Developing Kingdom Leaders – Tom Yeakley

Taking the Mystery out of Leadership

Retirement Age at 65?

Rise in the presence of the aged, show respect for the elderly and revere
your God. I am the LORD.    Leviticus 19:32

The LORD said to Moses, “This applies to the Levites:  Men twenty-five years old or more shall come to take part in the work at the Tent of Meeting, but at the age of fifty, they must retire from their regular service and work no longer.  They may assist their brothers in performing their duties at the Tent of Meeting, but they themselves must not do the work.    Numbers 8:23-26

Retirement is a modern concept.  Cotton Mather, the Puritan firebrand, in the early 1700s attempted to encourage aging workers to consider being “…pleased with the Retirement you are dismissed into.”  This concept did not mean the worker would receive a monthly pension; rather it was an encouragement for the older to step aside and let the younger have a place of contribution.  Until the Industrial Revolution, mankind simply worked until they could work no longer.  It was the move away from primarily an agrarian society and to a factory work environment that was less physically demanding that gave older workers an opportunity to continue to work to increasingly older age.

In 1883, Chancellor van Bismarck of Germany had to face the growing attraction of the Marxists who were promising aging German factory workers an old age pension.  To counter the Marxists, van Bismarck offered to pay the German factory workers to stop working and receive a monthly payment from the government.*  He chose the age of 65 as the age to stop working.  It is interesting to note that the life expectancy in Germany at the time was 62 years of age!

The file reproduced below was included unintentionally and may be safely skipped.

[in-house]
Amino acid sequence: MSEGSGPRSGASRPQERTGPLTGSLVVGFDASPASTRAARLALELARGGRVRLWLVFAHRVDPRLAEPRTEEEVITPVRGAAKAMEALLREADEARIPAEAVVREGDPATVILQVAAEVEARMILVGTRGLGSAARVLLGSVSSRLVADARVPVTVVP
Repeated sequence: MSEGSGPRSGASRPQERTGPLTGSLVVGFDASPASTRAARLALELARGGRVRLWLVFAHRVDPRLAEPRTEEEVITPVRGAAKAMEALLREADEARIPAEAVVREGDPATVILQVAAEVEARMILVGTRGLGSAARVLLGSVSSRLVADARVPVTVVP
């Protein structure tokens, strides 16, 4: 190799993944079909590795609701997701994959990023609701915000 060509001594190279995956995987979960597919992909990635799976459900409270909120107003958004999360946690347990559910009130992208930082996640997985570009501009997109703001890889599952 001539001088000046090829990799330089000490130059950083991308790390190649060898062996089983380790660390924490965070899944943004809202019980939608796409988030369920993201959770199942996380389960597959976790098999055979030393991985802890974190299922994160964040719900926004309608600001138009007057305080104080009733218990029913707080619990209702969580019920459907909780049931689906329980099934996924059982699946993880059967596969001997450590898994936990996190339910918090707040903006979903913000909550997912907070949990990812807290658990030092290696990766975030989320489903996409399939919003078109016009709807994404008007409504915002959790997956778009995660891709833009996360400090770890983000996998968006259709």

By 1935 the Depression was in full bloom and President Franklin D. Roosevelt had to address the issue of caring for aging American workers who had lost their savings in the Depression and had little support to make it to old age.  The Social Security Act of 1935 established the age of 65 as the retirement age for American workers.  It is also interesting to note that the life expectancy for American workers in 1935 was 58 for men and 62 for women.  And now, with the Amended Social Security Act of 1988, the retirement age is gradually being raised to 67 by the year 2025 with life expectancy for men being 76 and women being 81.

It would seem that the age of 65 is a seemingly random and one adopted in a context very different from today’s.  But what about the entire concept of retirement?  Is it something that we should be aiming for?  More to come….

*  N.Y. Times, The History of Retirement, From Early Man to A.A.R.P.    March 21, 1999

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